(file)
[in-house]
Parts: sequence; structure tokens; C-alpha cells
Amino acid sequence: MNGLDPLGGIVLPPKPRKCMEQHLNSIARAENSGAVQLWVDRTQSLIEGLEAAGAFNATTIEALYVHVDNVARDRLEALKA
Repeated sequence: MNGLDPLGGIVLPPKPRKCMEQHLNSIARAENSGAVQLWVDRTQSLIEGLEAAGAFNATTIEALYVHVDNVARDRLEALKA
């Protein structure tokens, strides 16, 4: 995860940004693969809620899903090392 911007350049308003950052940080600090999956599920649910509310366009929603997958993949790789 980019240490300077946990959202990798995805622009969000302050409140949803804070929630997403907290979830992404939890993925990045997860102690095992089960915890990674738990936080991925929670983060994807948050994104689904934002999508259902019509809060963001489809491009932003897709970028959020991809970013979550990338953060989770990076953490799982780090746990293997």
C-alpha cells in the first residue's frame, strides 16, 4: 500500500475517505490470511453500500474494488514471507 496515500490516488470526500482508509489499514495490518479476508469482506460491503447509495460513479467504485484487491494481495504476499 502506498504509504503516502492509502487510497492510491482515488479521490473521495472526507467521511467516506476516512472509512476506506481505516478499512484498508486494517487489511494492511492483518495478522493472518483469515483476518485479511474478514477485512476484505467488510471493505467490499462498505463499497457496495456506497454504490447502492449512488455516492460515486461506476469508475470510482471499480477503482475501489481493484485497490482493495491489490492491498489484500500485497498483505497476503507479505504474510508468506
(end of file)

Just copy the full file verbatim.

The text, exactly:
[in-house]
Parts: sequence; structure tokens; C-alpha cells
Amino acid sequence: MNGLDPLGGIVLPPKPRKCMEQHLNSIARAENSGAVQLWVDRTQSLIEGLEAAGAFNATTIEALYVHVDNVARDRLEALKA
Repeated sequence: MNGLDPLGGIVLPPKPRKCMEQHLNSIARAENSGAVQLWVDRTQSLIEGLEAAGAFNATTIEALYVHVDNVARDRLEALKA
């Protein structure tokens, strides 16, 4: 995860940004693969809620899903090392 911007350049308003950052940080600090999956599920649910509310366009929603997958993949790789 980019240490300077946990959202990798995805622009969000302050409140949803804070929630997403907290979830992404939890993925990045997860102690095992089960915890990674738990936080991925929670983060994807948050994104689904934002999508259902019509809060963001489809491009932003897709970028959020991809970013979550990338953060989770990076953490799982780090746990293997």
C-alpha cells in the first residue's frame, strides 16, 4: 500500500475517505490470511453500500474494488514471507 496515500490516488470526500482508509489499514495490518479476508469482506460491503447509495460513479467504485484487491494481495504476499 502506498504509504503516502492509502487510497492510491482515488479521490473521495472526507467521511467516506476516512472509512476506506481505516478499512484498508486494517487489511494492511492483518495478522493472518483469515483476518485479511474478514477485512476484505467488510471493505467490499462498505463499497457496495456506497454504490447502492449512488455516492460515486461506476469508475470510482471499480477503482475501489481493484485497490482493495491489490492491498489484500500485497498483505497476503507479505504474510508468506